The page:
Trump Signs Law Giving States Option To Deny Funding For Planned Parenthood
President Trump quietly signed legislation Thursday that rolls back an Obama-era rule protecting certain federal funds for Planned Parenthood and other organizations that provide legal abortions.
That regulation, implemented in the waning days of the Obama administration, required that states pass along family-planning grants — regardless of whether the groups they're passing them along to offer abortion services as well. The rule was intended to prevent states from withholding these grants from any organization "for reasons other than its ability to provide Title X services."
Now that the rule has been repealed, states can effectively block Planned Parenthood and other abortion providers from funds associated with the Title X Family Planning program, which was established in 1970 to subsidize organizations that offer services related to contraception, pregnancy care, fertility and cancer screenings primarily for low-income people.
Anti-abortion activists cheered the move as a way to return some measure of discretion to states, which will now have the latitude they once did in deciding how to mete out Title X funds.
"This is promise kept," said the Susan B. Anthony List's Marjorie Dannenfelser, who attended the signing which was conducted without media present. "This puts an end to the outgoing gift that Obama gave the Trump administration which was to disallow states from being in charge of its own family planning funds."
In a statement, Dannenfelser said she sees this as just the first step.
"We expect to see Congress continue its efforts to redirect additional taxpayer funding away from Planned Parenthood through pro-life health care reform after the spring recess."
NPR's Scott Horsley reports that — with exceptions for cases of rape, incest or life-threatening situations — federal law already prohibits the use of federal tax money to pay for abortions.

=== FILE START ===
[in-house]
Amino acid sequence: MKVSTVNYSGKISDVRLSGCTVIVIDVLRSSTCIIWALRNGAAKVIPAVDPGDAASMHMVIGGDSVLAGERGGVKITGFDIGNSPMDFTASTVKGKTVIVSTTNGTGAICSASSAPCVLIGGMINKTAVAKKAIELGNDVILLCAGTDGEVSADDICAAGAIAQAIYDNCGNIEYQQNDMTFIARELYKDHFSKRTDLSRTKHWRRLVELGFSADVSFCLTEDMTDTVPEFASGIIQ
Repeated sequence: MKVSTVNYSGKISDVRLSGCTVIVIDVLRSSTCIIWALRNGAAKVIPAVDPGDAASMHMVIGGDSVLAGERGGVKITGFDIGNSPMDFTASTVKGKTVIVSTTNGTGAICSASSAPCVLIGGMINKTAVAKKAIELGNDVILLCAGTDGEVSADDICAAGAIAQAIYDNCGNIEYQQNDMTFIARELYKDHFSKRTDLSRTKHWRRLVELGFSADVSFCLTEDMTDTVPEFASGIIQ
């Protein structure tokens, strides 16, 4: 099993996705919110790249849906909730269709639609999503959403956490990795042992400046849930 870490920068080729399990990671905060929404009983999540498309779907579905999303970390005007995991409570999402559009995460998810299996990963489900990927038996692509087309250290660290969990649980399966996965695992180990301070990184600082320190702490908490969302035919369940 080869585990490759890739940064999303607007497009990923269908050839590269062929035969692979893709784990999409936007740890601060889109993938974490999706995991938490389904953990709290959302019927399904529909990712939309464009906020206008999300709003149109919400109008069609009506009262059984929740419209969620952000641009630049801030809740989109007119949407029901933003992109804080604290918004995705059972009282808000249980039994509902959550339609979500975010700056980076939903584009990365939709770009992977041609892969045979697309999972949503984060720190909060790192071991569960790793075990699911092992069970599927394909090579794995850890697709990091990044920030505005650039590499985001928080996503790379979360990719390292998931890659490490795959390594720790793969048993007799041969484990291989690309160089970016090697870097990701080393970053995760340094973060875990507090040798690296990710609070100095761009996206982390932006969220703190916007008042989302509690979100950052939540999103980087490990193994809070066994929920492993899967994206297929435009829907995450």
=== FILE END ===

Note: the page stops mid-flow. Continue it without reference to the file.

Yet Title X has long been in the cross-hairs of conservative Republicans in Congress. Many see it as a vein of cash for Planned Parenthood, which many Republican lawmakers have vowed to defund entirely.
As Julie Rovner notes for our Shots blog, Planned Parenthood obtains about $60 million annually from Title X, and in the group's most recent annual report, its affiliates received $553.7 million total from federal, state and local governments — or, about half its total funding.
In 2014, roughly 3 percent of the services rendered by Planned Parenthood were abortion-related.
"People are sick and tired of politicians making it even harder for them to access health care, and this bill is just the latest example," Dawn Laguens, executive vice president of Planned Parenthood Federation of America, said in a statement:
"We should build on the tremendous progress made in this country with expanded access to birth control, instead of enacting policies that take us backward. Too many women still face barriers to health care, especially young women, women of color, those who live in rural areas, and women with low incomes."
The law signed Thursday by the president began in the House and narrowly passed the Senate, only after Vice President Pence stepped in to cast the tie-breaking vote late last month.
To move the measure through Congress, Republicans turned again to the Congressional Review Act — a once-obscure 1996 law that, as we've reported, allows lawmakers "to overturn any regulation imposed during the final six months of the previous administration, with a simple majority vote in each chamber of Congress."
Already this year, GOP lawmakers have repealed about a dozen Obama-era regulations in this manner — including a broadband-privacy rule, a restriction on gun sales to the mentally ill, and an anti-corruption regulation on the oil industry.
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